Cinnamon Roll Cookies

2013 12 17_3141I saw this recipe on the Star Tribune where it was runner up in their cookie contest. They are cute little cookies that look and taste just like mini cinnamon rolls. They are a bit of a pain to make, but they sure are delicious.

There was a time when Ryan couldn’t step foot in a mall without having a Cinnabon, so I knew these would go over well if they honestly tasted like cinnamon rolls. And they do. They are made just like cinnamon rolls too. You roll out the dough, cover in cinnamon, roll into logs, cut into cookies, bake, and then ice. Like I said, they are a bit of a pain. Not difficult, just time consuming, but they are worth it.

You start by preparing the dough in a stand mixer. You probably can’t tell from this picture, but I followed the recipe exactly as written and ended up with dough far too dry and crumbly to roll out. 
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After a bit of googling I decided the recipe did not have enough butter and I added another stick. It originally called for 1/2 cup of butter for a recipe that makes 5 dozen cookies. In retrospect that doesn’t even sound right, there is a whole cup of butter in a batch of tollhouse cookies. Once I added the additional butter, the dough was exactly as I expected it to be. I was nervous about how the cookies would taste, but they came out perfectly. I’ve decided the original recipe had a typo, it needs 1 cup of butter, not 1 stick.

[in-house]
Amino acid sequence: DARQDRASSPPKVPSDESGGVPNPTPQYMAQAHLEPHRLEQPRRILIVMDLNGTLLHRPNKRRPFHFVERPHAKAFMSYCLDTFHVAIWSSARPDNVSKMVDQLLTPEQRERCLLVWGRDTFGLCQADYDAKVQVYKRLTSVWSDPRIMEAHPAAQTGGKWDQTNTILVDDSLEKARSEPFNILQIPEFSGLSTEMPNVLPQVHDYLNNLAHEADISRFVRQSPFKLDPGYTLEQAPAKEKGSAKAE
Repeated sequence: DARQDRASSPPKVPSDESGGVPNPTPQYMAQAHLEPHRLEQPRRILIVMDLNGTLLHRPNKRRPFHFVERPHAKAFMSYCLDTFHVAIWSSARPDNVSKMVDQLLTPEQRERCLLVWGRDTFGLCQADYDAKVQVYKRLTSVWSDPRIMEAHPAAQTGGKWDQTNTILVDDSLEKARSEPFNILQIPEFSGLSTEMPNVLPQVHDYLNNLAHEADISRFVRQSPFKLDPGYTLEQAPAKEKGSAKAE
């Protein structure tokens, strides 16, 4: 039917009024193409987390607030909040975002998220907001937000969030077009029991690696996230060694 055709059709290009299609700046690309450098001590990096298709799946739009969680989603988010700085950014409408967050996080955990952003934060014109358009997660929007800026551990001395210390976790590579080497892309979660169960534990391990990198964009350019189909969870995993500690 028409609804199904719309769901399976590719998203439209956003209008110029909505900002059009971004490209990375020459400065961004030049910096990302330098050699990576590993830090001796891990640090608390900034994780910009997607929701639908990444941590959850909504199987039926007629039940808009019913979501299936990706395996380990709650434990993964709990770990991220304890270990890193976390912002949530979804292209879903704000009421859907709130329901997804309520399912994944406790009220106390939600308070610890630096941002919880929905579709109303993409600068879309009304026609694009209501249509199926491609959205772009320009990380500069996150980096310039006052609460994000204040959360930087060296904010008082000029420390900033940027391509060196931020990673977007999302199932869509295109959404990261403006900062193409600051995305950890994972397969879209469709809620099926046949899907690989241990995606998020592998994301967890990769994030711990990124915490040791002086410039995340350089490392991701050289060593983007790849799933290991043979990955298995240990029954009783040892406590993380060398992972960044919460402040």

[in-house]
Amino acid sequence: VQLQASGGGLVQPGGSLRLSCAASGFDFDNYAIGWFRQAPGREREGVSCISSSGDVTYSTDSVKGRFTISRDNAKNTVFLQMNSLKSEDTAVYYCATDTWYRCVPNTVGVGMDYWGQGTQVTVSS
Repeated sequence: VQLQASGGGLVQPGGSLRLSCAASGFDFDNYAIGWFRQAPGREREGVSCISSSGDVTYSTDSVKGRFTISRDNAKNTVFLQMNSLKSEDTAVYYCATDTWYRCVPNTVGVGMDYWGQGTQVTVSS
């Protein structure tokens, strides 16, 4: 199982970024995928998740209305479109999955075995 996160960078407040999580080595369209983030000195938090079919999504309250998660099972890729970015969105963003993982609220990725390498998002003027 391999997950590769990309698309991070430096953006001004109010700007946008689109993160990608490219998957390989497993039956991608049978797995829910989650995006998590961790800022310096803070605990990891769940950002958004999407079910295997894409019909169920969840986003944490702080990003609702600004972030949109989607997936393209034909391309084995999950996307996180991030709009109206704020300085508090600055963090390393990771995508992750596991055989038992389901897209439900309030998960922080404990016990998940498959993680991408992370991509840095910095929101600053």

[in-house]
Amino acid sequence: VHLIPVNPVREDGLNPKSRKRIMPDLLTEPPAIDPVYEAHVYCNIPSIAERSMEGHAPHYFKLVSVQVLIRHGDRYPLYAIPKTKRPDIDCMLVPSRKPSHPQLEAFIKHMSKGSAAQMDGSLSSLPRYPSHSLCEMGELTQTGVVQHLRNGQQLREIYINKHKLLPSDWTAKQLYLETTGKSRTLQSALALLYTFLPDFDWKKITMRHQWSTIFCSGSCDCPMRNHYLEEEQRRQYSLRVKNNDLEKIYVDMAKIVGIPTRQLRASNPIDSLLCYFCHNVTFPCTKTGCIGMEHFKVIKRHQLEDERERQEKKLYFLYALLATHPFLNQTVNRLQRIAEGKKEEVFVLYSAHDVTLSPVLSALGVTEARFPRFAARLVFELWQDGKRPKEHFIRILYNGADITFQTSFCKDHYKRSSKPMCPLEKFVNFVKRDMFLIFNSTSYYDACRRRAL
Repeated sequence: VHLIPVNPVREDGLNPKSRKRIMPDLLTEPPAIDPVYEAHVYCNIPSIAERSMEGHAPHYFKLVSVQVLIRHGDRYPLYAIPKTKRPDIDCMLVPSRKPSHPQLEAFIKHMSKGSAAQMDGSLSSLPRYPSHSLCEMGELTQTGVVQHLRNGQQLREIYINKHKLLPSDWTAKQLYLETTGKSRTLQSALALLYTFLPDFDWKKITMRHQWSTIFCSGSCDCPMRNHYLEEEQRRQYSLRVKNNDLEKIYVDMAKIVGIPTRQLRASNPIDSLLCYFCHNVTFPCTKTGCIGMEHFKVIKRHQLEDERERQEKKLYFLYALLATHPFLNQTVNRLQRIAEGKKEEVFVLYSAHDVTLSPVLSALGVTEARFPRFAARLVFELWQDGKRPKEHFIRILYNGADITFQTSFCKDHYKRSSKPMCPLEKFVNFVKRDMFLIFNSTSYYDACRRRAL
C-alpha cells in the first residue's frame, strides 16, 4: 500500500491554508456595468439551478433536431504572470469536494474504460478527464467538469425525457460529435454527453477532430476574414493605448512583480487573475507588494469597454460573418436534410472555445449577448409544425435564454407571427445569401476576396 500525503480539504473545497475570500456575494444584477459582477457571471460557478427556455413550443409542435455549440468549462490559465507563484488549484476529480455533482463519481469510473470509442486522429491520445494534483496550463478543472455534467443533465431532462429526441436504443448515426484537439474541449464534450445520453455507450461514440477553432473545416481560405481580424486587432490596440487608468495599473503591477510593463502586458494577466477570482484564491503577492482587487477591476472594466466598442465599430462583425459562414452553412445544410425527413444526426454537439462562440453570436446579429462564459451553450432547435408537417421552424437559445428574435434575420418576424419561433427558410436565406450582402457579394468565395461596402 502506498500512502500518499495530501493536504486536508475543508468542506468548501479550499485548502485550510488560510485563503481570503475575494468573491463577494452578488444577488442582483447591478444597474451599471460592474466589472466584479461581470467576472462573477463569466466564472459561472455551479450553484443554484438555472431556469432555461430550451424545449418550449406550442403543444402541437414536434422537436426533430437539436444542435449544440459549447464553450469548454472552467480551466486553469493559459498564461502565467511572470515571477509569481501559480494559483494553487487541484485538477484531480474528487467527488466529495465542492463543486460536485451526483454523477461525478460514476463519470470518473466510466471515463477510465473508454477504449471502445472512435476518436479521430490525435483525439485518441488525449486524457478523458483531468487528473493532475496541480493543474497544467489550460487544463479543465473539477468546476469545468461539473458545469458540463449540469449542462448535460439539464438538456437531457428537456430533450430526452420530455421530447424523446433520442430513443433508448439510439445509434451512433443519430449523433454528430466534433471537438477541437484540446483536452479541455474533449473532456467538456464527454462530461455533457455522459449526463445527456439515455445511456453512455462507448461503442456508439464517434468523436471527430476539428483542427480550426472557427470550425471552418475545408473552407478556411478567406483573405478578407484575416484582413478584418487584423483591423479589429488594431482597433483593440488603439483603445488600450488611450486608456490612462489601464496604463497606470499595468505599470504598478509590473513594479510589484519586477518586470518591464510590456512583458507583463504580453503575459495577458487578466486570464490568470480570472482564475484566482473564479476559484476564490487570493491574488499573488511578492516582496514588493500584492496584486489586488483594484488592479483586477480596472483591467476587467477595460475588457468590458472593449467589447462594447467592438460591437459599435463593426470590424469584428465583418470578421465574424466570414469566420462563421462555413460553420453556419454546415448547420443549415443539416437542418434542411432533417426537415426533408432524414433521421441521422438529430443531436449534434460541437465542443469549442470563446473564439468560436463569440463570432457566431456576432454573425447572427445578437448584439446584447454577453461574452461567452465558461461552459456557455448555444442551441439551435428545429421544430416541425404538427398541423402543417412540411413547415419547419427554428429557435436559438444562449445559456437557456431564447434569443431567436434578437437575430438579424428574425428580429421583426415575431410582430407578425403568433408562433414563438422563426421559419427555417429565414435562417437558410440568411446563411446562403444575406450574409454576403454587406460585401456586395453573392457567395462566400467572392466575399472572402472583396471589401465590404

2013 12 16_3166 2013 12 16_3167Then while the dough cools in the fridge, you make up the cinnamon filling. With this much brown sugar and cinnamon, how could anything taste bad.

Rolling out the dough into a perfect rectangle wasn’t easy, but you can trim the dough and move the trimmings around to patch together a rectangle. It wasn’t the prettiest, but I eventually got it. You roll the dough out between two sheets of wax paper to prevent it from sticking.

2013 12 16_3170 2013 12 16_3172Next you smear the cinnamon sugar filling all over the dough. I found it easiest to spoon the filling on in dollops, then smooth it out with the back of a spoon.

2013 12 16_3173 2013 12 16_3174Then you roll the dough into a log, pulling off the bottom sheet of wax paper as you go.

2013 12 16_3175 2013 12 16_3176Then cut the long log in half and refrigerate overnight.

The next day, slice the dough log into 1/2 slices and bake them at 375 for about 9 minutes. You don’t want them to get too brown. While the cookies are baking, mix up the icing.

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2013 12 17_3135Ice the cookies while there are still hot. I started by trying to smear on the icing with a butter knife, but it wasn’t very pretty. Then I switched to a makeshift pastry bag made out of a ziplock bag to pipe the icing on, that looked better. Either way the cookies are delicious. 

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Cinnamon Roll Cookies
Cookies that look and taste like mini cinnamon rolls.
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For dough
  1. • 3 c. flour
  2. • 1 tsp. baking powder
  3. • 1 tsp. baking soda
  4. • 1/2 tsp. salt
  5. • 1 cup (2 sticks) unsalted butter, at room temperature
  6. • 2 tbsp. (1 oz.) cream cheese, at room temperature
  7. • 1 c. powdered sugar
  8. • 1 egg
  9. • 2 tsp. vanilla extract
For filling